Miskien sal die revisioniste die gevolge van hul standpunt erken en terugtrek óf om 'n nuwe kerk te stig óf om aan te sluit by 'n kerk wat hul standpunt bepleit. Dit is ook onwaarskynlik.

Die revisioniste het nie 'n monolitiese front nie. Een van die interessantste kenmerke van die revisionistiese standpunt is dat dit liberale sowel as radikale kan huisves, 'n prestasie van aansienlike omvang gegewe die spanning tussen hierdie twee groepe. Die revisionistiese standpunt strek oor die gebied van diegene wat die tweede gedagtes oor hul posisie kan geniet, tot diegene wat absoluut oortuig is dat hersiening deur die evangelie vereis word, spruit uit die leiding van die Heilige Gees en verteenwoordig gepaste profetiese optrede in die huidige generasie. Sommige van laasgenoemde is ook van mening dat alle opposisie teen die saak veroorsaak word deur hardkoppigheid, onverdraagsaamheid teenoor minderhede en onkunde. Baie van hulle glo dat hul saak net so korrek is as die teenkanting teen slawerny en die opening van die ordening vir vroue. Gegewe hierdie oortuigings, is dit onwaarskynlik dat die revisioniste hul doelwitte binne die kerk sal staak.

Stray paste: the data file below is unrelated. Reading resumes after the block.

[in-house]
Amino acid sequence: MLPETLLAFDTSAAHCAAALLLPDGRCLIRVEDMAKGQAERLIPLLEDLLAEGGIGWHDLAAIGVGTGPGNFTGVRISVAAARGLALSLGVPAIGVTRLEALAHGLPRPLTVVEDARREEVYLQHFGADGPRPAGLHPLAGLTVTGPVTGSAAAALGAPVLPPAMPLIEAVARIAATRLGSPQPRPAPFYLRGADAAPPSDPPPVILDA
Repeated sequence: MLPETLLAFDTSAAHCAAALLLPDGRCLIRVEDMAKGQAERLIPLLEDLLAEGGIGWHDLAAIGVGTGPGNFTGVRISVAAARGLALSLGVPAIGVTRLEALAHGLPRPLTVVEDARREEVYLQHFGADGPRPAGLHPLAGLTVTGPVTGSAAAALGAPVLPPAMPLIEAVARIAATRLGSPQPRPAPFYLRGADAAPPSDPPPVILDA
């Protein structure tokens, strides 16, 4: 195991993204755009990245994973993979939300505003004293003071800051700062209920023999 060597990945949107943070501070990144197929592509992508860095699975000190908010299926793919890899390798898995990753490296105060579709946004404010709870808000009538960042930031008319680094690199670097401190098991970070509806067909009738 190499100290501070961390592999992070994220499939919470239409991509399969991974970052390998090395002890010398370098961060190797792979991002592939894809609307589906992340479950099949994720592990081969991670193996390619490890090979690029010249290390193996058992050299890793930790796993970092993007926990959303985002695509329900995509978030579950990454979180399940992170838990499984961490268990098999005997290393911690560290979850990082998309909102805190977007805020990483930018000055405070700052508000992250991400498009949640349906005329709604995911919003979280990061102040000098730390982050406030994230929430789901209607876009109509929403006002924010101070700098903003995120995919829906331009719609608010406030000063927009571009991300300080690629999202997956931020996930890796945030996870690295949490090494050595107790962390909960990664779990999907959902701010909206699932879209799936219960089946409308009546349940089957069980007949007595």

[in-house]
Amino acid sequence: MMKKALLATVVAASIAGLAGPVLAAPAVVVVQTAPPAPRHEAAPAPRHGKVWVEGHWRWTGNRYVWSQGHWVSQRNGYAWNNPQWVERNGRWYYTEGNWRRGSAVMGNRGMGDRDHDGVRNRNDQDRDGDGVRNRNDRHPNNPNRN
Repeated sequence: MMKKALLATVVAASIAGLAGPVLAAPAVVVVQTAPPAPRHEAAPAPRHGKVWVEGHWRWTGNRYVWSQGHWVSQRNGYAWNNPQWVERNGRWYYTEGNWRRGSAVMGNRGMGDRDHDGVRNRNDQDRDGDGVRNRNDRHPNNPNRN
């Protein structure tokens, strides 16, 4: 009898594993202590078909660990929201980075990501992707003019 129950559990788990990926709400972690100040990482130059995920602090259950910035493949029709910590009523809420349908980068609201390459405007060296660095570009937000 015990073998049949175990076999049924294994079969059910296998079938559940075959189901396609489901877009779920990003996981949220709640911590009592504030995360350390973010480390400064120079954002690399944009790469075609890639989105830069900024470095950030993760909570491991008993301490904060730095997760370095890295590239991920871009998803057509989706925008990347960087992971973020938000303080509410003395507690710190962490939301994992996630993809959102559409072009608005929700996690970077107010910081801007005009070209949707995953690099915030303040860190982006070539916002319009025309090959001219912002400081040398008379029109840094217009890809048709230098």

Wat gebeur dan waarskynlik? Aanvanklik sal baie afhang van die spoed van ontwikkelinge in die beraadslagings en optrede van drie groot kiesafdelings binne die kerk: die liberale institusionaliste, die rasse- en etniese minderhede en die konserwatiewes.